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Published on May 22, 2009 by Edgar Snyder

Questions and Answers About Falls and the Elderly

elderly fall injuries

Falling is a serious concern for older adults. Not only does it happen often, but many times it leads to serious injuries and sometimes even death. Below are some questions and answers from the USA Today that may give you a better understanding of slip and fall safety and risks.

Q: How common are falls for older adults?

A: In older adults, falls are actually the leading cause of injury-related deaths. One in three adults age 65 and over falls every year in the United States. Every 18 seconds, a person from that same age group will have to be treated for a fall in an emergency department, and every 35 minutes, an older adult will die because of those injuries.

Q: Are all older people at risk for falling?

A: The chances of falling do increase with age – those over the age of 85 are five times more likely to fall than those between the ages of 65 and 74.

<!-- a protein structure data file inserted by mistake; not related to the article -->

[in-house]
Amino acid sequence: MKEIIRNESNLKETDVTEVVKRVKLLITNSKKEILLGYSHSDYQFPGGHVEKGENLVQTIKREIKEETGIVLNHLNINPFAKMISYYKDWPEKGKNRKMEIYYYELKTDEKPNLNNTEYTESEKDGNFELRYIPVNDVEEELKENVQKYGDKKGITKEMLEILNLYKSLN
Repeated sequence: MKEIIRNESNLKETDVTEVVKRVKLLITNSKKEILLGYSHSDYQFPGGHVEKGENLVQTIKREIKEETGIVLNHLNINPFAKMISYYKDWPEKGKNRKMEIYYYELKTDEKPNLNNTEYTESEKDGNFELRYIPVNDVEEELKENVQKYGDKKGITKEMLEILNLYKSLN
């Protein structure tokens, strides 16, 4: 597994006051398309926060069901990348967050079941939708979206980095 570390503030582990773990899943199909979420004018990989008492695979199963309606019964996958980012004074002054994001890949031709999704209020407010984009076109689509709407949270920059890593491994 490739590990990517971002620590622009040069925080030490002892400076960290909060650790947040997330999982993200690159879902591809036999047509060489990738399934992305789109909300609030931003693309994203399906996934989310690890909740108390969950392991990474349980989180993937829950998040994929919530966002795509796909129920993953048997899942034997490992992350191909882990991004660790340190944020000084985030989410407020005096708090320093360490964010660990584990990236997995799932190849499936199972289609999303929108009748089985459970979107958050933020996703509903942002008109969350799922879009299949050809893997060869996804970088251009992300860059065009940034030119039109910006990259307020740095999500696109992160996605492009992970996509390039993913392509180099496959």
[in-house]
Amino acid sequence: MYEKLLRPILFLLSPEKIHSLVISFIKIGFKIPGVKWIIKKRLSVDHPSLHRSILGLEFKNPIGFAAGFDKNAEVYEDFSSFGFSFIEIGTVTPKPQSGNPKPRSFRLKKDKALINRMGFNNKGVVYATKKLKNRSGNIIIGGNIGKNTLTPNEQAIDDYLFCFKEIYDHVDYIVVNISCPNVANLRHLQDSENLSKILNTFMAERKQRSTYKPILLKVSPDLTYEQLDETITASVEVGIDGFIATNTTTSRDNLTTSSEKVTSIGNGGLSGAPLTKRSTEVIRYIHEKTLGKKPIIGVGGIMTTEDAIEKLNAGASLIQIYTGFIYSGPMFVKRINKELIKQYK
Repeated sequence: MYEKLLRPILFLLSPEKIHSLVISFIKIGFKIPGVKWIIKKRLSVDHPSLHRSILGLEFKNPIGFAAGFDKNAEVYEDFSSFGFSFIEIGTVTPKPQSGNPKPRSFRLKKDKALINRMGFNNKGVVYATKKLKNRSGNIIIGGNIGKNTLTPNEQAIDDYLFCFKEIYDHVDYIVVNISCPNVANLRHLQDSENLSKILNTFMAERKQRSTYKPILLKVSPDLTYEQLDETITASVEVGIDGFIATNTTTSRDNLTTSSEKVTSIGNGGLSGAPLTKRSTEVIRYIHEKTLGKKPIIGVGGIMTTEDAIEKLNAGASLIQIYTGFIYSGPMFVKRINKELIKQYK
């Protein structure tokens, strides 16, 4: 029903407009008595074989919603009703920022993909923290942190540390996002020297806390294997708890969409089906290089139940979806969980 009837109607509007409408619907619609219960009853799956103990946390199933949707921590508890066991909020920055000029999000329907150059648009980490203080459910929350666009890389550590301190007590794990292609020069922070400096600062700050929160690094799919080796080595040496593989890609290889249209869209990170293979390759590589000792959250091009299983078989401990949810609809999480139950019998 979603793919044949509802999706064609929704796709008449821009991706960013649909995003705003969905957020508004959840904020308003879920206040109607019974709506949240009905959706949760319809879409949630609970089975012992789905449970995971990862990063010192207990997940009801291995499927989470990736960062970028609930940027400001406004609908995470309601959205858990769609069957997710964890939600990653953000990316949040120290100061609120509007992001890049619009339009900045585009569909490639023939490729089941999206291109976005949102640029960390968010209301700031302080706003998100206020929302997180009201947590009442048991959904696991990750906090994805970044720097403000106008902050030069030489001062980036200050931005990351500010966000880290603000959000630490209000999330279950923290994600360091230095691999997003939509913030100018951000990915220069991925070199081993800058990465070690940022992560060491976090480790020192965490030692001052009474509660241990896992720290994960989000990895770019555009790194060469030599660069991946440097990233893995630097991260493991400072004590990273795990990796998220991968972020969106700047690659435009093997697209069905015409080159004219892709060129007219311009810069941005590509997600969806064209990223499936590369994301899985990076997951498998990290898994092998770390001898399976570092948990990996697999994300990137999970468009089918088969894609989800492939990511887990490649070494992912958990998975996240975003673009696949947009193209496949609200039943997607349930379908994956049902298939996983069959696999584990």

Men are more likely to die from a fall than women; their death rate is almost 50 percent higher. Also, those who have had a previous fall or suffered a stroke, depression, or cognitive problems are more at risk.

Q: Why are the elderly so at risk for falling and becoming injured?

A: Not only do older adults naturally have more problems with their movement, balance, and eyesight, but diseases like osteoporosis can weaken bones, causing them to break more easily.

Q: Will falling result in serious injuries for an older person?

A: Not always, but it is possible. Traumatic brain injuries are most often caused by falls, and serious bone fractures, like the hip, result in a 20 percent chance of the patient dying within a year.

Q:  What are the most common types of injuries caused by falls?

A: Fractures in the hand, forearm, upper arm, ankle, leg, pelvis, hip and spine are most common.

Q: How can the elderly prevent falls?

A: Many things within a home can be adjusted or implemented to prevent falls, like adequate lighting; secure, non-slip flooring; and handrails. Also, older people can increase their balance and strength with regular exercise. Regular eye appointments can help ensure that falls aren't caused by poor eyesight.

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